Unavailable for comment.
Fully Hacked WRT54G
I apologize in advance for the poor quality of the pictures. The camera claims to have a macro mode, but in reality, I don’t think it does anything other than return the lens to the widest of angles.
Do not try this at home! I voided the a warranty on a brand new WRT54G to do these hacks. You should not try these things unless you are prepared to wind up with a broken router. If you try to copy anything I’ve done here, and the end result is even the slightest bit undesirable, it is not my fault. You have been warned. Standard Disclaimer
THE INFORMATION IS PROVIDED “AS IS”, WITHOUT WARRANTY OF ANY KIND, EXPRESS OR IMPLIED, INCLUDING BUT NOT LIMITED TO THE WARRANTIES OF MERCHANTABILITY, FITNESS FOR A PARTICULAR PURPOSE AND NONINFRINGEMENT. IN NO EVENT SHALL THE AUTHORS OR COPYRIGHT HOLDERS BE LIABLE FOR ANY CLAIM, DAMAGES OR OTHER LIABILITY, WHETHER IN AN ACTION OF CONTRACT, TORT OR OTHERWISE, ARISING FROM, OUT OF OR IN CONNECTION WITH THE INFORMATION ON THIS PAGE OR THE USE OR OTHER RELATED PAGES AND LINKS.
Sadly, I am not tech support. I know I’ll get emails about this asking for advice and stuff. I do try to answer all emails I get, but I do get lots from all my various projects on allaboutjake.com and wryspy.com However, please don’t be offended if I fail to reply or opt to not reply to a ‘tech support’ type question. If you need support, I recommend the LinksysInfo forum.
If you wish to converse intelligently about new potential hacks or improvements on these, then by all means, I am willing to listen.
You’ll want a better firmware than the ones provided by Linksys. There are many options, but I recommend and use DD-WRT. DD-WRT has built in support for mounting MMC cards, and works great with this hack.
Note also that there are many versions of this router. Mine is a v3 router. The GPIO locations change for each hardware revision. Be sure to check your hardware revision.
I recommend checking out the Wikipedia page to find out what version you have. If your router is version 7.0, then you’re out of luck for running DD-WRT (or any other firmware non-OEM, at the current time). However, if you have v5 or v6, you can get rid of the VxWorks firmware and run a special version of DD-WRT.
I do not have any information on GPIO locations for SD card compatibility with routers other than the v3 one I own.
Downloads & Links
Some useful links and downloads related to this page
- SD Card stuff for EaglePCB – including a “good enough” part library and a schematic and board for a breakout board. This is for the SD slots sold by SparkFun (see below)
- Futurlec – bought some parts from them for the serial port hack.
- SparkFun – bought the SD slot from them. They also sell unassebled and assembled breakout board kits.
- One port hack – includes links to parts on Futurlec’s website for the one-port hack… useful for the two part hack as well.
- Dual port hack – again, instructions for the two-port hack like the one done here.
- The SD Card Hack – The original authors of the SD card hack.
- The GPIO utility by (I think) mbm. Great for finding/testing GPIO solder points.
- Floppy cable SD Socket hack – if you want to go the cheaper route.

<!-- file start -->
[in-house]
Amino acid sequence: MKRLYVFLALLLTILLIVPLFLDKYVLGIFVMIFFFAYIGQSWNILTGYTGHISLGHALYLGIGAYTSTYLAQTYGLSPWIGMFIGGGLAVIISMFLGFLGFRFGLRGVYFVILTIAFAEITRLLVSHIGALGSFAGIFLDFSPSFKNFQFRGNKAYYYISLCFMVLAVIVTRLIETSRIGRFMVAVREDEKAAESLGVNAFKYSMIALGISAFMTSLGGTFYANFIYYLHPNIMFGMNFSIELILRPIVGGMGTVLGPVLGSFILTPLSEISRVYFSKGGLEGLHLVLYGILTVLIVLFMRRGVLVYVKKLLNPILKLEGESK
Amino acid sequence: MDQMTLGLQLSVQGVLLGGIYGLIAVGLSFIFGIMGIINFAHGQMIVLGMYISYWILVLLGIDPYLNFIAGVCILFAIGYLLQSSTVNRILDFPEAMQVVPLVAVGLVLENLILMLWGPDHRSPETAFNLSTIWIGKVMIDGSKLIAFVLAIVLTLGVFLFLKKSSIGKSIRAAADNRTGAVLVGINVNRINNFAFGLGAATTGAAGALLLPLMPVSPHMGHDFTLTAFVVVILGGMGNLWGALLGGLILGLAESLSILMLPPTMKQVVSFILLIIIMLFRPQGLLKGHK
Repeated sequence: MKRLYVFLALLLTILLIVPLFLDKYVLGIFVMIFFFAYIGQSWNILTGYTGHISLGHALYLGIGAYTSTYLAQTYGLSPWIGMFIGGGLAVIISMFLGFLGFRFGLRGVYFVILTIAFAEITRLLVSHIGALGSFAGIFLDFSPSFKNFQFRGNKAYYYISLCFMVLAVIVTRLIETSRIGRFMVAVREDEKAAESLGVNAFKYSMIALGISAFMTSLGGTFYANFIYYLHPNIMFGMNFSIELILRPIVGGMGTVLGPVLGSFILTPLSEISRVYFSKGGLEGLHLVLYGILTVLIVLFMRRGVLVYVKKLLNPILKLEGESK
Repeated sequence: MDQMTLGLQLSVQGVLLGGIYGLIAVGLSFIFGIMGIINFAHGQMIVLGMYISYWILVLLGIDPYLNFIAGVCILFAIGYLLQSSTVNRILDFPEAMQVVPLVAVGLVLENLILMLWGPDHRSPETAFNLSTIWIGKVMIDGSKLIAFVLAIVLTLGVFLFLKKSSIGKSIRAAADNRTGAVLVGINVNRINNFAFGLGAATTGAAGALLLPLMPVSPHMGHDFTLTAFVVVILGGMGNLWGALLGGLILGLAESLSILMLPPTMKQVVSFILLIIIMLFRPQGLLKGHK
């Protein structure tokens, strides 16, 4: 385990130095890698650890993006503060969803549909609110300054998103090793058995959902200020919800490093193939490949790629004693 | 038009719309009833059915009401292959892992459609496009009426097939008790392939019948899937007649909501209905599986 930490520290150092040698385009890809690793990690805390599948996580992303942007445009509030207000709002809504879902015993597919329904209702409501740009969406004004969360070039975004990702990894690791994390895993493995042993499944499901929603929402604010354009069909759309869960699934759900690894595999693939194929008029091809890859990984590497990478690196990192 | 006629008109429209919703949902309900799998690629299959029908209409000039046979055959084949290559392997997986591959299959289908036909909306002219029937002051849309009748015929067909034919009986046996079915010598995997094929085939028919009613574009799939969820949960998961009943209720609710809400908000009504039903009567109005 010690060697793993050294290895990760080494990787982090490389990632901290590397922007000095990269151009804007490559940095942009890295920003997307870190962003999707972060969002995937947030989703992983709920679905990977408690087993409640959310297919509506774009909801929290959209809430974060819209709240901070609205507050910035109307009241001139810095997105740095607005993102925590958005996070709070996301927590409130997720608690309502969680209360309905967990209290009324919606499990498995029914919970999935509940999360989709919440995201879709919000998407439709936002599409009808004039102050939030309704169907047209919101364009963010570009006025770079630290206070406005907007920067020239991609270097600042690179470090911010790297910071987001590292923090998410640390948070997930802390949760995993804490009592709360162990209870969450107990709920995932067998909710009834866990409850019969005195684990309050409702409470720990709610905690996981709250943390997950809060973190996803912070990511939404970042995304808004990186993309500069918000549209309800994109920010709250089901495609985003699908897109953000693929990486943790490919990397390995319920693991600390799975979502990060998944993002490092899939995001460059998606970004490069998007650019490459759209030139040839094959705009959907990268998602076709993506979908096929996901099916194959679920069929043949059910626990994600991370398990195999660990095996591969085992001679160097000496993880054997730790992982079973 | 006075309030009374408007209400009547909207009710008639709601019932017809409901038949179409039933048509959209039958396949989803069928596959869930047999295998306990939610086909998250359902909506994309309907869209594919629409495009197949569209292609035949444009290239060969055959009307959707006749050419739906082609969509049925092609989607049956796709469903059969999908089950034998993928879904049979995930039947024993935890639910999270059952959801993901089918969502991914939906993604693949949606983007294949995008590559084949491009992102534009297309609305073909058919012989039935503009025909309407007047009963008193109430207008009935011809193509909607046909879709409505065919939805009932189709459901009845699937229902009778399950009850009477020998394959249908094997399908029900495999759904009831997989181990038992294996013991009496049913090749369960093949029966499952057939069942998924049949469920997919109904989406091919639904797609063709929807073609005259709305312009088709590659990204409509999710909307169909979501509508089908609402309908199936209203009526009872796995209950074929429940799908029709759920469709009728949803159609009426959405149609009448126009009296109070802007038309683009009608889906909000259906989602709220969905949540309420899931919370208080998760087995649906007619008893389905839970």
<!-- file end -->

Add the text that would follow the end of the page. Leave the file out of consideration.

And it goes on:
Possible future improvements
I am planning a latch board with tristate outputs for the amber LED so that when the SD card is in use (chip select is low) then the LED latches in the previous state. The idea is that you’d be able to still control the amber LED when the SD card is not in use. I haven’t thought this through fully yet.
Photos and noteshere. The one port hack site has links to Futurlec, which is where I bought some of the parts.
SparkFun for about $4.00. They also sell a PCB for them as well, for $10 ($20 fully assembled). I opted to print my own PCB, which is shown here. I left the PCB Etch Resist on the text to keep it black. You can see my board layout here also. I’ve since modified the design to include the chassis ground in the GND pins. For the purposes of this hack, we’re not using the WP switch, so it doesn’t really matter.
GPIO utility from OpenWRT (by mbm if I am not mistaken) was very helpful. This in combination with a small sh script was enough to output a square wave on GPIO 5. Then some probing with my o-scope eventually found the right spot. Since you’re not trying this yourself, I don’t have to suggest that you double check the solder point yourself with a volt meter or scope. (You better double check your solder points with a volt meter or scope)
Here is an updated table based on the one at the the original SD card page:
Pin Direction v2.2 Name v3.0 name SD Card Name GPIO 0 (Output) WLAN LED unknown n/a GPIO 1 Output POWER LED POWER LED n/a GPIO 2 Output ADM_EECS WHITE LED n/a GPIO 3 Output ADM_EESK AMBER LED CLK GPIO 4 Input ADM_EEDO FRONT BUTTON DO GPIO 5 Output ADM_EEDI unknown? robo_reset? DI GPIO 6 Input Reset button reset? n/a GPIO 7 Output DMZ LED DMZ LED CS
Other Cool Stuff To Do with Your WRT54G
You might want to setup an SSH server or if you don’t have a really good use for the ttys1, you could use it for a temperature sensor. (Actually, looks like this could be used for just about any 1-wire device, not just a temperature sensor). I’ve also seen people add cooling fans, these things get hot I guess (considering the temperature sensor hack as well.) I don’t overclock mine too much so that it doesn’t overheat.